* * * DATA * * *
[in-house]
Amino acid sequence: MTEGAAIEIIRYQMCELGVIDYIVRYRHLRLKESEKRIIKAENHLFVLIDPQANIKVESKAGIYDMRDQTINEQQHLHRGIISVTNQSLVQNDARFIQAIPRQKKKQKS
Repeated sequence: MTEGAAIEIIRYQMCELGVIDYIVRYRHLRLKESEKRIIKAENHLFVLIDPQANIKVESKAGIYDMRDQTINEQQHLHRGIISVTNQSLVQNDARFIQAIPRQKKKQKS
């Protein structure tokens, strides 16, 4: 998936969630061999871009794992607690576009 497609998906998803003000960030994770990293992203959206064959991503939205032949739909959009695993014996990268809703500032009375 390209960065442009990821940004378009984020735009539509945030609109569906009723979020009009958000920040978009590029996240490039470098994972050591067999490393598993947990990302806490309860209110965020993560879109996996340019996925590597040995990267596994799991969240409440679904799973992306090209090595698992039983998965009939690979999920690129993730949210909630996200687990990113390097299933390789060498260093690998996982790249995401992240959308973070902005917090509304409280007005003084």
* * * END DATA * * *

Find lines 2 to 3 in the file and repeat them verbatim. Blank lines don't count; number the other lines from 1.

Amino acid sequence: MTEGAAIEIIRYQMCELGVIDYIVRYRHLRLKESEKRIIKAENHLFVLIDPQANIKVESKAGIYDMRDQTINEQQHLHRGIISVTNQSLVQNDARFIQAIPRQKKKQKS
Repeated sequence: MTEGAAIEIIRYQMCELGVIDYIVRYRHLRLKESEKRIIKAENHLFVLIDPQANIKVESKAGIYDMRDQTINEQQHLHRGIISVTNQSLVQNDARFIQAIPRQKKKQKS